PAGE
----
The Mirror of Body Language

Isopraxism is the fancy word for mirroring of another person.

With most people, we see some degree of mimicking. Whether it is by style of dress, actions, manner of dress, or speech we all do it to some degree. This is not necessarily a bad thing. Most people adapt and change to fit in. Everyone wants to assimilate with others.

Professor Tanya Chartrand of Duke University and Professor John Bargh at New York University, call this the “chameleon effect.” Their research led to the groundbreaking study on the natural tendencies of people to imitate speech and physical expressions. After one experiment, they concluded that students whose behavior was imitated rated their experimenters as more likable. The participants also reported having had smoother interactions with the copycats.

Less can sometimes be more. Remember how annoying children can get when they parrot your conversation. It starts amusing, but quickly wears thin. It is the same in real life. Although you are attempting to establish rapport, if the person you are emulating becomes aware of your mirroring, it will become obvious, self-defeating, and annoying just like the parroting kid.

Students who rated high on empathy were more likely to imitate others. Narcissists would have difficulty in this department. People like to be around empathetic people. You know, “I feel your pain.”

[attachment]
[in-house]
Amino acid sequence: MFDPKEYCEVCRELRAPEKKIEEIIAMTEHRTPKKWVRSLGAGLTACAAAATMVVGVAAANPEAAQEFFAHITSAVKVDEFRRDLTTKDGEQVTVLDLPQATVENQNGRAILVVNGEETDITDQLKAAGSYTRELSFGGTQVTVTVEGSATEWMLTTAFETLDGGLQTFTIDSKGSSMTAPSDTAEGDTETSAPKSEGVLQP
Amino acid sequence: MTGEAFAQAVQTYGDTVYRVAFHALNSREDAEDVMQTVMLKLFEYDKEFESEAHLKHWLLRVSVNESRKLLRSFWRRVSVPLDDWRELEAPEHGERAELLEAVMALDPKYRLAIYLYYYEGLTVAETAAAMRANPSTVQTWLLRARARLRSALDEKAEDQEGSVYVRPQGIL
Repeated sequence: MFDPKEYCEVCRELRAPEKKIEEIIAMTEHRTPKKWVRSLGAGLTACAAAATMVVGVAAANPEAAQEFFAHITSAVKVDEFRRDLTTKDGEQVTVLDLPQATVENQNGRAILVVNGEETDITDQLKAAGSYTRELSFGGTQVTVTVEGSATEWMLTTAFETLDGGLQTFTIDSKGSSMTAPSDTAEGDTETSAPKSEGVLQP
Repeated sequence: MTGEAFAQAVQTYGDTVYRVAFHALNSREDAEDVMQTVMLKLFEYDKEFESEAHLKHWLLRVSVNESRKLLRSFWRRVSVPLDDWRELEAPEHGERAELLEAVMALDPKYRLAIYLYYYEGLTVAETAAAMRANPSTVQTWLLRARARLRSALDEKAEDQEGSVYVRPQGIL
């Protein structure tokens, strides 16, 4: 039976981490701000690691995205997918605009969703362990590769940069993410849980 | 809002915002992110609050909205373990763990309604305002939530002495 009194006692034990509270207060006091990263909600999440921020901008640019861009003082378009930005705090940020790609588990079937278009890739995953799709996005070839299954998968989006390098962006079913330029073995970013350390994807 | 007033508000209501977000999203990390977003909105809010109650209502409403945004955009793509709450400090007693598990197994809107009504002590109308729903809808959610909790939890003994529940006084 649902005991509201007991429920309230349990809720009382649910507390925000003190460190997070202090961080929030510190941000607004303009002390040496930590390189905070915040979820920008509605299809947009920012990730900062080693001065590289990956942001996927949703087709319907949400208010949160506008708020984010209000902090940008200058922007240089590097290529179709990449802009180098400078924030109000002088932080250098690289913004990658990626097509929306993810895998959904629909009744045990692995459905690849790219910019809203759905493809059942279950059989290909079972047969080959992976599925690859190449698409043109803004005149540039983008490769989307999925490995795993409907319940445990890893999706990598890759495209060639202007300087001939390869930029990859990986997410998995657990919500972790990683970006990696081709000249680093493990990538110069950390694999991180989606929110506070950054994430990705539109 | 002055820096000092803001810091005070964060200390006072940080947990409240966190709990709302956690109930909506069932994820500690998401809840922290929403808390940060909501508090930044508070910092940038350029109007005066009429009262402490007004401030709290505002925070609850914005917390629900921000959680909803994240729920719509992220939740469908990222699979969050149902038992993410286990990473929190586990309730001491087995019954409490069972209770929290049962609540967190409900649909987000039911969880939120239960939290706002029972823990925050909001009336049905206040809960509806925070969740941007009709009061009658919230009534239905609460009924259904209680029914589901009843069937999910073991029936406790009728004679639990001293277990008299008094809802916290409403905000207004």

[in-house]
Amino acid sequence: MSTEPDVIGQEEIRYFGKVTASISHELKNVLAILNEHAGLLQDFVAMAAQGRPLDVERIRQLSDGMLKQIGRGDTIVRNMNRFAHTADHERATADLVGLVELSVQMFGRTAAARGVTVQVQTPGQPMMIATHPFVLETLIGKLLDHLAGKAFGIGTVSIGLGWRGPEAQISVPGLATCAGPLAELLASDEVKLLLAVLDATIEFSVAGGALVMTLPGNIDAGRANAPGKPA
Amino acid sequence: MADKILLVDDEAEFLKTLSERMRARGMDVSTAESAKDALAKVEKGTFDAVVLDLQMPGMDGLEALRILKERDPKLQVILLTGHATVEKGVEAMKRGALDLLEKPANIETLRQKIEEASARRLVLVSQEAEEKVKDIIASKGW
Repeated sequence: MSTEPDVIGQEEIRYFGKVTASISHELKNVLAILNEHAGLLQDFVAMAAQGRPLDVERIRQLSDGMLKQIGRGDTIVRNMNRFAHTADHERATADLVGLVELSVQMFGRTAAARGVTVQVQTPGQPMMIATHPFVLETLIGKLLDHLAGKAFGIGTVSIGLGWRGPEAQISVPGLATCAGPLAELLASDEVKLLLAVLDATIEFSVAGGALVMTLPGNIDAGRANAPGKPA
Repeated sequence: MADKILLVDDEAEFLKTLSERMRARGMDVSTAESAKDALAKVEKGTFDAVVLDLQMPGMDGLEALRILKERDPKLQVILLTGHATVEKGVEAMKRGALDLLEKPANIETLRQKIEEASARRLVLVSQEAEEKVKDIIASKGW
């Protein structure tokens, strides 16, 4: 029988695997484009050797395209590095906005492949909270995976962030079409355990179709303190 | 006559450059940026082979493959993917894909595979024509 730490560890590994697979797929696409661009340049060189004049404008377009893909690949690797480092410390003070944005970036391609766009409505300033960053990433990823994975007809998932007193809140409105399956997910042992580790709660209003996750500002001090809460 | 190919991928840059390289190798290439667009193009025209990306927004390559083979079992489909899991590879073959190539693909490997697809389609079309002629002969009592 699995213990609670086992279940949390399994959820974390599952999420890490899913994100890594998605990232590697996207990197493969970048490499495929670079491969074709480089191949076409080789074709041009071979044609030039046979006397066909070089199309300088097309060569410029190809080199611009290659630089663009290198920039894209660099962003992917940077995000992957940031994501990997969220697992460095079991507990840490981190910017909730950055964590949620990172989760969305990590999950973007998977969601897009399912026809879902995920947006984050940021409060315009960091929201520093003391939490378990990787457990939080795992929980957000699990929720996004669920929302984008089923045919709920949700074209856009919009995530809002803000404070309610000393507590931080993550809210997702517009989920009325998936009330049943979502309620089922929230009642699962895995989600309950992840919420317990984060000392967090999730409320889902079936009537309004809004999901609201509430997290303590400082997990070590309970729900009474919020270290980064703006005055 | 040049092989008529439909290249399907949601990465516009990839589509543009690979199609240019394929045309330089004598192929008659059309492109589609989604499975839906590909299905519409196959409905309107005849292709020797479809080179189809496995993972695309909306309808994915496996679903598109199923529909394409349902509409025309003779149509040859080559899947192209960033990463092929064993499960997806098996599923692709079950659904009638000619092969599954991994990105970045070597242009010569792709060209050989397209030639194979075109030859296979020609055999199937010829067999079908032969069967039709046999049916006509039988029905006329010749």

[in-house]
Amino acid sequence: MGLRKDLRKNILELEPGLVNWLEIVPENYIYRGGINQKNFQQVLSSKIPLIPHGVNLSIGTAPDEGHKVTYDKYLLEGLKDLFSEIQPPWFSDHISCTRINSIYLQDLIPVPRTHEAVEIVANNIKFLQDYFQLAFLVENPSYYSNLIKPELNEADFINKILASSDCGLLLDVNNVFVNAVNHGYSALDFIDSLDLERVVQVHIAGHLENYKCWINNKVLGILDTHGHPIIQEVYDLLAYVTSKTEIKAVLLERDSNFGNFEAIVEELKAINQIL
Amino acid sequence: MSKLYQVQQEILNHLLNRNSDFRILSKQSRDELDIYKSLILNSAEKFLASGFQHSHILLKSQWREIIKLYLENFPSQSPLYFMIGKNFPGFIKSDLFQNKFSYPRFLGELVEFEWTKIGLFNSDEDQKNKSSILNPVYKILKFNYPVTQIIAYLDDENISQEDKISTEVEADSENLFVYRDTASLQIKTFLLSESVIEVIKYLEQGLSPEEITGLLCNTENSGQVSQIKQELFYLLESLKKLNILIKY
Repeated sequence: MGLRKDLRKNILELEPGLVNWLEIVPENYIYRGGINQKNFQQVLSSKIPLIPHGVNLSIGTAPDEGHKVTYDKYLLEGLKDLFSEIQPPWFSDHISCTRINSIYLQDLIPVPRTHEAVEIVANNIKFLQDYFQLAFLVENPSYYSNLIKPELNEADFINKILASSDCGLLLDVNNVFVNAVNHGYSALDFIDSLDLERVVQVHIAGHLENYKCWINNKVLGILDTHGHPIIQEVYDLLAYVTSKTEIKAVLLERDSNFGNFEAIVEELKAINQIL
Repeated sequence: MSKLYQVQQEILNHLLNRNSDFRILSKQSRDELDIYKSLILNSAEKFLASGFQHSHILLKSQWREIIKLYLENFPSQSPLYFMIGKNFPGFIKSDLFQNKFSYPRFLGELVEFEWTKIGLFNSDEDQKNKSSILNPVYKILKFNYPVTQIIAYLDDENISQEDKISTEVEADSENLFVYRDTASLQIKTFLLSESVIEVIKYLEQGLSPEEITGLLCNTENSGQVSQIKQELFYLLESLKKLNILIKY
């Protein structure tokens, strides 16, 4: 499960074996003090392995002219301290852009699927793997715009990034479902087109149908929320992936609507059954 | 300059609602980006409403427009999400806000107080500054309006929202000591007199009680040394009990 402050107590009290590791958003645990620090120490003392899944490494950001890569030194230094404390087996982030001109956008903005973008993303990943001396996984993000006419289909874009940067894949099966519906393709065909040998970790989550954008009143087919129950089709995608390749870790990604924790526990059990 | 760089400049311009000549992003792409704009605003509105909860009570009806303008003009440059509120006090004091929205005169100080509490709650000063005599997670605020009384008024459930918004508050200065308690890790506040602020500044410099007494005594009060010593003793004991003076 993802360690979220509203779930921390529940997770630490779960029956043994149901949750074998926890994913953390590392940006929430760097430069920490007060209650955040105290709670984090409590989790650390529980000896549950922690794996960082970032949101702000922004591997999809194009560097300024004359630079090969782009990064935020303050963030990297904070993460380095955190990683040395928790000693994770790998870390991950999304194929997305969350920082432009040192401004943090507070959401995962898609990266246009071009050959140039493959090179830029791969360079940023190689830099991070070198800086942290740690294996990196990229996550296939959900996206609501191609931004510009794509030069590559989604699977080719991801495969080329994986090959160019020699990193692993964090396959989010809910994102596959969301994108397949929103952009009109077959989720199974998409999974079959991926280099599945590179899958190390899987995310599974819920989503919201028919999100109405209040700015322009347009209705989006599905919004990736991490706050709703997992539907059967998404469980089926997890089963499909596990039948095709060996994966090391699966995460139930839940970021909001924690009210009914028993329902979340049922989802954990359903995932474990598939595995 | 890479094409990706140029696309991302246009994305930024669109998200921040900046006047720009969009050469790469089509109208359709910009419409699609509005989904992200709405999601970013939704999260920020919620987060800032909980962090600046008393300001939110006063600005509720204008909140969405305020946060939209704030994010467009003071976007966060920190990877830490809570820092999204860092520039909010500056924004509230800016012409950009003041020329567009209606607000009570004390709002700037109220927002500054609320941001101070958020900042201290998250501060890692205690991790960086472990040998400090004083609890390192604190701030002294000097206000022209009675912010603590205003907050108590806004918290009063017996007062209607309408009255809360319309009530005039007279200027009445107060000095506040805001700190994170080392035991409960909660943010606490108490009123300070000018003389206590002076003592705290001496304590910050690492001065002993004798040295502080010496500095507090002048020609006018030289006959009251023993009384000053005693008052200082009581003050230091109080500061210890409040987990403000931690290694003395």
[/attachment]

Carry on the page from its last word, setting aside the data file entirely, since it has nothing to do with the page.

As you are talking with people, you can mirror some of the words used within their discussion. Just season the stew a little. If someone is talking about repetitive sales volume is an important facet of their business, you could use the term repetitive sales volume in the discussion. That perks up their ears like an alert puppy dog and lets them to know you are listening.

You can mimic their body language as well. If they cross their leg, follow suit and cross yours. If they lean in towards you, then edge towards them. Do not do it action for action. Pause a few moments before mirroring or risk being exposed. Hold your hands like them and mirror their posture. Space your legs at the same distance and the same angle. If their arms are crossed over their chest, you follow suit. If they smile, flash one back. Always position your torso and feet towards the subject of your conversation.

Mimicry is a top-secret technique to bonding and developing rapport.

For more tips on increasing your powers of observations and developing rapport through body language, take a look at FACE 2 FACE : http://www.amazon.com/Face-2-ebook/dp/B009991BII/ref=sr_1_6?s=digital-text&ie=UTF8&qid=1354630000&sr=1-6

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